Most of the sparks you see coming from a train in a dark tunnel are the result of a subway car's contact plate losing contact with one section of powered rail and picking it up on the next. The powered rail becomes vertically thinner as it comes to its end, and goes from thinner to thicker as it starts again. Sometimes the shoe grates against the beginning of the rail as it makes contact with it, causing a spark.

This happens most frequently on switches because of two factors - first because there's no way to run a continuous third rail along a switch (the rail would cut diagonally along the running rails) necessitating a break in the powered rail, and secondly because the train is making contact with the new third rail at an angle instead of straight on.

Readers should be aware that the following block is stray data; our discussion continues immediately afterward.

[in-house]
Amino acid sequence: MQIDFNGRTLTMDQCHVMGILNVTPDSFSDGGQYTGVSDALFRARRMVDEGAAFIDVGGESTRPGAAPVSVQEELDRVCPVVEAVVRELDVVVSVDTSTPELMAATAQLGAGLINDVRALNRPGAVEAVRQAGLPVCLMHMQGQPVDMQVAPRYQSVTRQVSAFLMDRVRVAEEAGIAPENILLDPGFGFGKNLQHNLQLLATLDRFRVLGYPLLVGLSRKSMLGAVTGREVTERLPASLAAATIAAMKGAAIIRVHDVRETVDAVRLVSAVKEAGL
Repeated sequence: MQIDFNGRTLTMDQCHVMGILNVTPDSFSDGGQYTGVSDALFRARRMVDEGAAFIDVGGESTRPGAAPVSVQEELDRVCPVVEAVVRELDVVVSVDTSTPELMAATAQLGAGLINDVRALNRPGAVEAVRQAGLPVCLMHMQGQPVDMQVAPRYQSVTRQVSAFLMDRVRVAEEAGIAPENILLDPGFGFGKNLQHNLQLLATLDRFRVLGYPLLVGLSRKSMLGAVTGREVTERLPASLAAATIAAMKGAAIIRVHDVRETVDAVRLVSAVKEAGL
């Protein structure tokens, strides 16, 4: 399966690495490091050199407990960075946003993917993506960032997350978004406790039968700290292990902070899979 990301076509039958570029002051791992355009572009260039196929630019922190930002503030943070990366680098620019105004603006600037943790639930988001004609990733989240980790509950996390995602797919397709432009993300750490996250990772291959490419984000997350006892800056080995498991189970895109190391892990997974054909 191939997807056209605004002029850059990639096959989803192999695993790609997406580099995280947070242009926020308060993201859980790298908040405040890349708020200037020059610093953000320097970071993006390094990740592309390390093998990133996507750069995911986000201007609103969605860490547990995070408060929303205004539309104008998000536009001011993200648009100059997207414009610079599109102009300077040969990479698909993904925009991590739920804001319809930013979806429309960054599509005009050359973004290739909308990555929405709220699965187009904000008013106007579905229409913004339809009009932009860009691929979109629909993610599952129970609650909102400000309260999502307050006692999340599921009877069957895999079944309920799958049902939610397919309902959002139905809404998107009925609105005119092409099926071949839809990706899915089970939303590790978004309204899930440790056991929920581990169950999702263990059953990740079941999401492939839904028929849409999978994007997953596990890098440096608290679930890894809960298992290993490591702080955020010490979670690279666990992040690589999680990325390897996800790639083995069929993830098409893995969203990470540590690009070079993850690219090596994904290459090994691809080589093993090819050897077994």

This is also why the sparks you see are periodic - it happens every time a new car passes the point where the new third rail starts.